Trend Alert introduces you to the latest brands, products and services that are trending with 16-24s.
In November, a 35-year-old Japanese man married a hologram of digital pop star Hatsune Miku, causing shock and amusement around the world. While this might seem like no more than a quirky news story, it’s actually part of a larger, worrying trend in his home country of Japan, where the birth rate is dramatically decreasing as young people show less interest in forming romantic relationships.
The marriage is an example of digisexuality, where someone has sexual or romantic feelings towards technology. The emergence of emotive tech, from voice assistants like Alexa and Siri to virtual influencers like Lil Miquela, has made this phenomenon more common. When a person has difficulty connecting with other humans, it’s understandable that they may become attached to a character that imitates human qualities, yet is reliably friendly, helpful and controllable.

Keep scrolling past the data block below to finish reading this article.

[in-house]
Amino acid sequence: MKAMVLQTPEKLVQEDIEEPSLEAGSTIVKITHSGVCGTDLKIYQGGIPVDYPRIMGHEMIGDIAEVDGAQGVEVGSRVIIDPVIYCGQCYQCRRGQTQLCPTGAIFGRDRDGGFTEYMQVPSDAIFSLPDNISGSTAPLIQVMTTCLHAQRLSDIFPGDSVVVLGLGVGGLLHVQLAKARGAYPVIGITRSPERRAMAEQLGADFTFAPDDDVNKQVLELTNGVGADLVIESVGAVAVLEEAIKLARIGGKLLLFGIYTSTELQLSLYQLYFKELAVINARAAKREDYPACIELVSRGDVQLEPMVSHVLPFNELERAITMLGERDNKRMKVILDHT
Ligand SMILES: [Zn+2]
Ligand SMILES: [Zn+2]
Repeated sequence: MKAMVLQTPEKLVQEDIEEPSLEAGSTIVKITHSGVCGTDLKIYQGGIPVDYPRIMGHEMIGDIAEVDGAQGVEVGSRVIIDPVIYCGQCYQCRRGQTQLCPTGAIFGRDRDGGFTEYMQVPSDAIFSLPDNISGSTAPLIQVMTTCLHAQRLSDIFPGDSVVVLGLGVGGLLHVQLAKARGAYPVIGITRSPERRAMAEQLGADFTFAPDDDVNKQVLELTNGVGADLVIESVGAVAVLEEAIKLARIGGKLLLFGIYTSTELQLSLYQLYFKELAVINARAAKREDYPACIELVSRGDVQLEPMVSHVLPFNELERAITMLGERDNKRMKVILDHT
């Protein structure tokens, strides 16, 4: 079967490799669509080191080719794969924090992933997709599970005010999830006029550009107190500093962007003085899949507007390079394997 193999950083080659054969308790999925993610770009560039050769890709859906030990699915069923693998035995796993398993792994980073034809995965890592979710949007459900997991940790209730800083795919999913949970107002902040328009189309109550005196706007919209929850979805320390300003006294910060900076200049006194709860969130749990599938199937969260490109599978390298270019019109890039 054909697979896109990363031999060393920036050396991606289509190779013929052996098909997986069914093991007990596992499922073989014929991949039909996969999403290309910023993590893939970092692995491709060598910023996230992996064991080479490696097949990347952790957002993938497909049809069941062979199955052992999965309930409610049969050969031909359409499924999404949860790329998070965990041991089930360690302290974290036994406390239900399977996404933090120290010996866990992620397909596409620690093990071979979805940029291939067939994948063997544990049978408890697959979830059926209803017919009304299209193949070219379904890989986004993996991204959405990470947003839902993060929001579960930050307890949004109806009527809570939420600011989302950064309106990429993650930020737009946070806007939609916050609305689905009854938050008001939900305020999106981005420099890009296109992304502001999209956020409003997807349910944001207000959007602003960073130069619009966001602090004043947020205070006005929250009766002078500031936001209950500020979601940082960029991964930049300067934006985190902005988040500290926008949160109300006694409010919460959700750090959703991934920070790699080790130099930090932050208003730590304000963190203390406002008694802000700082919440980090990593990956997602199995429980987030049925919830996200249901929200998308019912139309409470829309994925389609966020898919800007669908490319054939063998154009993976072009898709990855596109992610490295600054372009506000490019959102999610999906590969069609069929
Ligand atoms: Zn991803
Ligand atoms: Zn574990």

In our 2018 Youth Trends Report, which you can view here, we wrote about the emotive tech trend. 32% of the 16-24s we surveyed loved idea of technology becoming emotionally connected to human beings, while 86% said it helps them to communicate better. 18% would trust technology to be their friend, and 20% to set them up on a date.
In Japan, the trend toward replacing human connection with technology is worrying, in the context of an emerging birth rate crisis. The country’s population has been falling since 2016, which has been attributed to several issues that make Japanese Millennials different to previous generations, including economic insecurity and gender equality. Japanese women, who were traditionally focused on family, are now prioritising their careers and lifestyles, while men are struggling to find work and feel like failures as expectations to be the breadwinner persist. This is why the hologram marriage story attracted concern when reported in Japan, as locals worry that if such relationships become more common, it could exacerbate the existing birth rate decline.
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